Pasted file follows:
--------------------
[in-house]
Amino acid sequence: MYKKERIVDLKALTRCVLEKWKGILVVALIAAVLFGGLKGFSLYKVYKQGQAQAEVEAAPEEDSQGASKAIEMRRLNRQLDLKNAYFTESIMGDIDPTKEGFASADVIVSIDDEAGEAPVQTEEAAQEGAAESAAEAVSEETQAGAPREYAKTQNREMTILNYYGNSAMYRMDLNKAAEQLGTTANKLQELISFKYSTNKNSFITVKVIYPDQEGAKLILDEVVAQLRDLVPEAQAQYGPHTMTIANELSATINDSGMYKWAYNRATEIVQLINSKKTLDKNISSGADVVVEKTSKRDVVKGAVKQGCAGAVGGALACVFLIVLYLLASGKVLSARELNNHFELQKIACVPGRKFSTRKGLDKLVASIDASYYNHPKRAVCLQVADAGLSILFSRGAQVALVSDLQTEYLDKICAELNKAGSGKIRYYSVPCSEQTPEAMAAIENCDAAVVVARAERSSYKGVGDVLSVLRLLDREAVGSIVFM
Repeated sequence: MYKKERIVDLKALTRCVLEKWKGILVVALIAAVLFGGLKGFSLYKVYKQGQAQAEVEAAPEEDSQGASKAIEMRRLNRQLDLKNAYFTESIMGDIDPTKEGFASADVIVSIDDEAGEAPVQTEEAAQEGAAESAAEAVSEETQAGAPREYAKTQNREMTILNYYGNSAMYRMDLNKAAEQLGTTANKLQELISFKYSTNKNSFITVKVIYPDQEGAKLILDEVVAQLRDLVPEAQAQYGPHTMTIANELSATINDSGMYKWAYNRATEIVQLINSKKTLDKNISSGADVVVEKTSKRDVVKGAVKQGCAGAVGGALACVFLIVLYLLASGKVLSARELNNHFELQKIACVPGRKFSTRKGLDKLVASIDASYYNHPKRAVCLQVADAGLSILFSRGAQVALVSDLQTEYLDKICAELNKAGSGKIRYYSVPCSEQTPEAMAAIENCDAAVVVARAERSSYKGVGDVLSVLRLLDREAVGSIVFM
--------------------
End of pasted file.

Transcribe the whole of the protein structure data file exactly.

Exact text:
[in-house]
Amino acid sequence: MYKKERIVDLKALTRCVLEKWKGILVVALIAAVLFGGLKGFSLYKVYKQGQAQAEVEAAPEEDSQGASKAIEMRRLNRQLDLKNAYFTESIMGDIDPTKEGFASADVIVSIDDEAGEAPVQTEEAAQEGAAESAAEAVSEETQAGAPREYAKTQNREMTILNYYGNSAMYRMDLNKAAEQLGTTANKLQELISFKYSTNKNSFITVKVIYPDQEGAKLILDEVVAQLRDLVPEAQAQYGPHTMTIANELSATINDSGMYKWAYNRATEIVQLINSKKTLDKNISSGADVVVEKTSKRDVVKGAVKQGCAGAVGGALACVFLIVLYLLASGKVLSARELNNHFELQKIACVPGRKFSTRKGLDKLVASIDASYYNHPKRAVCLQVADAGLSILFSRGAQVALVSDLQTEYLDKICAELNKAGSGKIRYYSVPCSEQTPEAMAAIENCDAAVVVARAERSSYKGVGDVLSVLRLLDREAVGSIVFM
Repeated sequence: MYKKERIVDLKALTRCVLEKWKGILVVALIAAVLFGGLKGFSLYKVYKQGQAQAEVEAAPEEDSQGASKAIEMRRLNRQLDLKNAYFTESIMGDIDPTKEGFASADVIVSIDDEAGEAPVQTEEAAQEGAAESAAEAVSEETQAGAPREYAKTQNREMTILNYYGNSAMYRMDLNKAAEQLGTTANKLQELISFKYSTNKNSFITVKVIYPDQEGAKLILDEVVAQLRDLVPEAQAQYGPHTMTIANELSATINDSGMYKWAYNRATEIVQLINSKKTLDKNISSGADVVVEKTSKRDVVKGAVKQGCAGAVGGALACVFLIVLYLLASGKVLSARELNNHFELQKIACVPGRKFSTRKGLDKLVASIDASYYNHPKRAVCLQVADAGLSILFSRGAQVALVSDLQTEYLDKICAELNKAGSGKIRYYSVPCSEQTPEAMAAIENCDAAVVVARAERSSYKGVGDVLSVLRLLDREAVGSIVFM